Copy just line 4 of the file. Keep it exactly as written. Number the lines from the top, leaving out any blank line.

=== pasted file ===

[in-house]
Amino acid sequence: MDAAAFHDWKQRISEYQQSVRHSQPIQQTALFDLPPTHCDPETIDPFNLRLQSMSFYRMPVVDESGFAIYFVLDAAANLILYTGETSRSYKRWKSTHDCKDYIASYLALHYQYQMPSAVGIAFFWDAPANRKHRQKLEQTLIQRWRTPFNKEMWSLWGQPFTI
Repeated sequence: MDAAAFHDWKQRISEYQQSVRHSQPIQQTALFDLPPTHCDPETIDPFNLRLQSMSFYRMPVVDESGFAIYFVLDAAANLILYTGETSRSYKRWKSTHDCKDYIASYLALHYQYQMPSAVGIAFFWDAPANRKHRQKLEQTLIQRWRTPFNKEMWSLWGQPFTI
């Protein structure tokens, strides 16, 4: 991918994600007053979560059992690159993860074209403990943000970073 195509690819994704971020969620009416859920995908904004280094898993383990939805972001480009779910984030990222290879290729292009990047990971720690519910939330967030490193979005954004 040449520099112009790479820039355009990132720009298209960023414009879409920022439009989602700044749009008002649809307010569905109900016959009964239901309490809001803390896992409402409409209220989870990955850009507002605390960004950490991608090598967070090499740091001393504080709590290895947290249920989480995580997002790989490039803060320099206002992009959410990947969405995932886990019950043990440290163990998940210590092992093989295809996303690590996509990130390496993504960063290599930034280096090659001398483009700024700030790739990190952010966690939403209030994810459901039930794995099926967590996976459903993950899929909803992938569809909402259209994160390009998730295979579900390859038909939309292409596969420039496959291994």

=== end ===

């Protein structure tokens, strides 16, 4: 991918994600007053979560059992690159993860074209403990943000970073 195509690819994704971020969620009416859920995908904004280094898993383990939805972001480009779910984030990222290879290729292009990047990971720690519910939330967030490193979005954004 040449520099112009790479820039355009990132720009298209960023414009879409920022439009989602700044749009008002649809307010569905109900016959009964239901309490809001803390896992409402409409209220989870990955850009507002605390960004950490991608090598967070090499740091001393504080709590290895947290249920989480995580997002790989490039803060320099206002992009959410990947969405995932886990019950043990440290163990998940210590092992093989295809996303690590996509990130390496993504960063290599930034280096090659001398483009700024700030790739990190952010966690939403209030994810459901039930794995099926967590996976459903993950899929909803992938569809909402259209994160390009998730295979579900390859038909939309292409596969420039496959291994």